Speaking of birds I’ve seen some really nice ones on my early morning bird watching including this Baltimore Oriole yesterday.

Baltimore Oriole eating cherries

Well, that’s a glimpse of our garden right now.  What’s happening in your garden?

Traveling in the Springtime

Paonia ostii

We were gone for a week in mid-April and as might be expected you will miss some things at this time of year as part of price of traveling.  We bought the above Osti’s Peony from Wrightman’s Alpines as a very small plant in 2015 so this was first time we were to see it in bloom, and we almost missed it.  Similarly  a very dwarf yellow Rhododendron that we got just last year from McCue Gardens was already past its peak in flowering when we got back.

Rhododendron ‘Wren’

Another one we missed was the first of the Molly the witch peonies.  However, the second one still had a flower bud opening.  I keep planting them in the hopes that I will end up the yellow flowers the Mollys are famous for.

Paeonia mlokosewitschii

Similarly, but more unfortunate, the Dryas octopetala that had three buds had already finished blooming by the time we returned.  We had planted seeds of the Dryas last year after enjoying them when we went to the Dolomites.  Fortunately there were still a lot of flowers to enjoy upon our return.  Especially a few more Peonies.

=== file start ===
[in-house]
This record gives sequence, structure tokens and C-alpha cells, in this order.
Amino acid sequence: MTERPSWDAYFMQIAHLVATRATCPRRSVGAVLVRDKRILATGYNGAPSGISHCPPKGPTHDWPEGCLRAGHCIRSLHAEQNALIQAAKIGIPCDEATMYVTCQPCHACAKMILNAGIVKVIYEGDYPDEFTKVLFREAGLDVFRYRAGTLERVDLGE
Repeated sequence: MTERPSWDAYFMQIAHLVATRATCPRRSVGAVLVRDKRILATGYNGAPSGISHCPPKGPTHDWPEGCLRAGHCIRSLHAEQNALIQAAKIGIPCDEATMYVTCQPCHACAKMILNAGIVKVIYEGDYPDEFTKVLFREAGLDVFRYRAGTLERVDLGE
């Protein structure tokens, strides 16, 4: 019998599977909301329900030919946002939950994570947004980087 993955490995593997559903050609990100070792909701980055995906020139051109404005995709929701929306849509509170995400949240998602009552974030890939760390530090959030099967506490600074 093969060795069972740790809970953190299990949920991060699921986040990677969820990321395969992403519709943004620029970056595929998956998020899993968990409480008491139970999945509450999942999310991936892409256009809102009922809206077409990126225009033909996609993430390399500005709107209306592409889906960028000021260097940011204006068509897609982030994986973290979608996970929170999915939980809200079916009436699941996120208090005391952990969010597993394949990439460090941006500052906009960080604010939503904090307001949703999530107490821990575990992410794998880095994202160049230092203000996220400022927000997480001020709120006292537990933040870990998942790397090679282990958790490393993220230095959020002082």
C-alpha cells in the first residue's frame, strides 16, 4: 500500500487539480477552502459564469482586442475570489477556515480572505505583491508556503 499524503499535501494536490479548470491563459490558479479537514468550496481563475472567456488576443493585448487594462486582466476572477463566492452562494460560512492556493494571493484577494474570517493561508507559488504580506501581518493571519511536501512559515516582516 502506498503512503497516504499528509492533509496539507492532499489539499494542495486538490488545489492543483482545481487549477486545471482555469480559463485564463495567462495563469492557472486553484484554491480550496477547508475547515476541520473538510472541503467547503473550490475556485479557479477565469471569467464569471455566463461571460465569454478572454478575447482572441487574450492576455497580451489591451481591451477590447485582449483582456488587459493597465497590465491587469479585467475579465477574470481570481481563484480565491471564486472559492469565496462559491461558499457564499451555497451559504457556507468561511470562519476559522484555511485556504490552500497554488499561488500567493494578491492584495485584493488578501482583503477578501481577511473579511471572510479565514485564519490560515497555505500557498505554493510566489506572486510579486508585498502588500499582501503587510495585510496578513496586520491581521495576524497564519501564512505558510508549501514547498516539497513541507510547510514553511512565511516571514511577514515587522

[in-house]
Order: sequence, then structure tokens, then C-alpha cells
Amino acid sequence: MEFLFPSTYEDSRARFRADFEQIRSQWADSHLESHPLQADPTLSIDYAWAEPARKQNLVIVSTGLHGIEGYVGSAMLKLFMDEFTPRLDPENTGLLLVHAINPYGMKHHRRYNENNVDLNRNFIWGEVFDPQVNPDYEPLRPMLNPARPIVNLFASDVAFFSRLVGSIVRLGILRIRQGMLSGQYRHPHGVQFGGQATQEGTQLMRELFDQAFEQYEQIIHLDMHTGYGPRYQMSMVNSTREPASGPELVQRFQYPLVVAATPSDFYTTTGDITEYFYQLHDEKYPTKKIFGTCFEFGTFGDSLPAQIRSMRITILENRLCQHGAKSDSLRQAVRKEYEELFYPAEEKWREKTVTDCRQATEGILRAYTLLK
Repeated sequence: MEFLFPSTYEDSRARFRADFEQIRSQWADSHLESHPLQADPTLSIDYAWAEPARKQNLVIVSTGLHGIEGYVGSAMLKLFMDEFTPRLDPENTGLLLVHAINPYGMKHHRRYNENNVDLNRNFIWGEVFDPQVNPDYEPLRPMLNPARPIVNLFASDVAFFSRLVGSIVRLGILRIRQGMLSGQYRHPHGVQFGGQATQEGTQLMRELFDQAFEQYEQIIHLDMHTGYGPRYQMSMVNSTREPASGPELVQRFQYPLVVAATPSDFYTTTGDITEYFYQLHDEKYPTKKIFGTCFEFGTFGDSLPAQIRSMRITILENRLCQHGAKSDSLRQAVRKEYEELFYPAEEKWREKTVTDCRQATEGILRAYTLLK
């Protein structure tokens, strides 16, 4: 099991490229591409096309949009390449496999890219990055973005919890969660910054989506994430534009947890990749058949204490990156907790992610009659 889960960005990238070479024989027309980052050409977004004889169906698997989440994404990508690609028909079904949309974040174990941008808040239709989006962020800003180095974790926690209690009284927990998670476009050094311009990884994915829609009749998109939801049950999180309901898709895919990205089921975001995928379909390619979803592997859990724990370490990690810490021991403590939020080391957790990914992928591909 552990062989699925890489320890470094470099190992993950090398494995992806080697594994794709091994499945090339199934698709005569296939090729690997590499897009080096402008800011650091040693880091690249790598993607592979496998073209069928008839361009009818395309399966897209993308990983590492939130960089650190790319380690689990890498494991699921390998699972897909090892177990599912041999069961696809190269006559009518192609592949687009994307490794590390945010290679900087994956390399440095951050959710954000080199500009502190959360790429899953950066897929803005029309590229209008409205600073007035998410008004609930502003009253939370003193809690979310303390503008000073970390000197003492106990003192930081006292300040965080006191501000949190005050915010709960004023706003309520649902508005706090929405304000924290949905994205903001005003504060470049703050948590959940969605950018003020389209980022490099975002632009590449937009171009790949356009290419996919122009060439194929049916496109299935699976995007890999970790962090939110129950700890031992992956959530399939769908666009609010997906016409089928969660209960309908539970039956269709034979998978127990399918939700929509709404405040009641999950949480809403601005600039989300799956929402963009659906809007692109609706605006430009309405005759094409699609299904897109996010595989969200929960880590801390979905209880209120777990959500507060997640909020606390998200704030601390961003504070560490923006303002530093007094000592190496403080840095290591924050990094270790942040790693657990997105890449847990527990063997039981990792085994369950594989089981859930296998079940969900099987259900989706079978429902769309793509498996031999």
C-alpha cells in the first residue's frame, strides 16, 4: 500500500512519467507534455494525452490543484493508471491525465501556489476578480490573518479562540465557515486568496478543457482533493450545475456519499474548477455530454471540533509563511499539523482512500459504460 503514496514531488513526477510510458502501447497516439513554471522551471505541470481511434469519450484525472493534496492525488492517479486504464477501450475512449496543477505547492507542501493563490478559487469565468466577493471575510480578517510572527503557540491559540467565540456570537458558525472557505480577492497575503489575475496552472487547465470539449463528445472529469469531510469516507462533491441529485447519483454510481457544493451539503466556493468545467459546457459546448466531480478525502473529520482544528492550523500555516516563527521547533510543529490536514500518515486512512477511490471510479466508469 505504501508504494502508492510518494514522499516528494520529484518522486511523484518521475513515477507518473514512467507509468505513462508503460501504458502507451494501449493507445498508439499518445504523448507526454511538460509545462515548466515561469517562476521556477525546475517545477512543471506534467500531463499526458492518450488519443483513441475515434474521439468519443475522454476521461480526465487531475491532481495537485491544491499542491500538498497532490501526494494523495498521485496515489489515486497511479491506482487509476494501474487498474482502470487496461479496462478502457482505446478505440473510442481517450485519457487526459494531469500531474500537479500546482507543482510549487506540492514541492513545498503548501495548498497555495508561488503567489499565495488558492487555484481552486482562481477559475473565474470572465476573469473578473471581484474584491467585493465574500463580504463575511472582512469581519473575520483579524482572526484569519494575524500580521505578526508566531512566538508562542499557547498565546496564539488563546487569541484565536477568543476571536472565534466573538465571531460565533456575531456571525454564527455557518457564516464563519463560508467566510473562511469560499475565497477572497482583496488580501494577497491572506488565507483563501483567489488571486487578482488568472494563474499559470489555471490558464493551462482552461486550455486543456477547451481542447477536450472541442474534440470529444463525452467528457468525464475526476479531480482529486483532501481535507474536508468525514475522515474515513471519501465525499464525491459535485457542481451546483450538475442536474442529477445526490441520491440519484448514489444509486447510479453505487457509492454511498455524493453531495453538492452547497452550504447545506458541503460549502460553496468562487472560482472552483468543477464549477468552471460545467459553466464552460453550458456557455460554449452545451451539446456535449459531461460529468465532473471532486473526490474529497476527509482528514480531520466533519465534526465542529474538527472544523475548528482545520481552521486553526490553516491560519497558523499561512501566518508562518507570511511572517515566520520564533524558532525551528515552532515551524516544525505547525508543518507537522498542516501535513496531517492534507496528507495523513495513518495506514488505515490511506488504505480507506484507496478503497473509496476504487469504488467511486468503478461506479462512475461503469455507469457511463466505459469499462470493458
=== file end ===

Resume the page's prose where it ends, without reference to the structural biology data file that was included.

Paeonia obovata var. ‘Willmottiae’

Paonia perigrina

Tree Peony Light Pink

Another of Arisaemas has popped up.

Arisaema sikokianum

It is particularly striking with the bright white spadix.

Various of the Euphorbias are lighting up the garden as well as several dwarf Iris flowers.

Euphorbia polychroma

Dwarf Iris orange

In a couple of spots we have lovely little blue Corydalis flowers.

Corydalis ‘Eric the Red’ (named for the leaves)

Back in alpine bed, the Kidney Vetch that I started from seed obtained from BotanyCa is growing very strongly.

Astragalus vulneria v. coccoina

Nearby is a lovely white Pasque Flower that my son grew from seed obtained from the AGS seed exchange in 2012.

Pulsatilla hallerii slavica

And one last flower is the first Clematis of the season.

Clematis ‘Niobe’

And let me close out this post with the note that if you focus on foliage you are never disappointed by missing the flowers.

Acer palmatum dissectum ‘Viridis’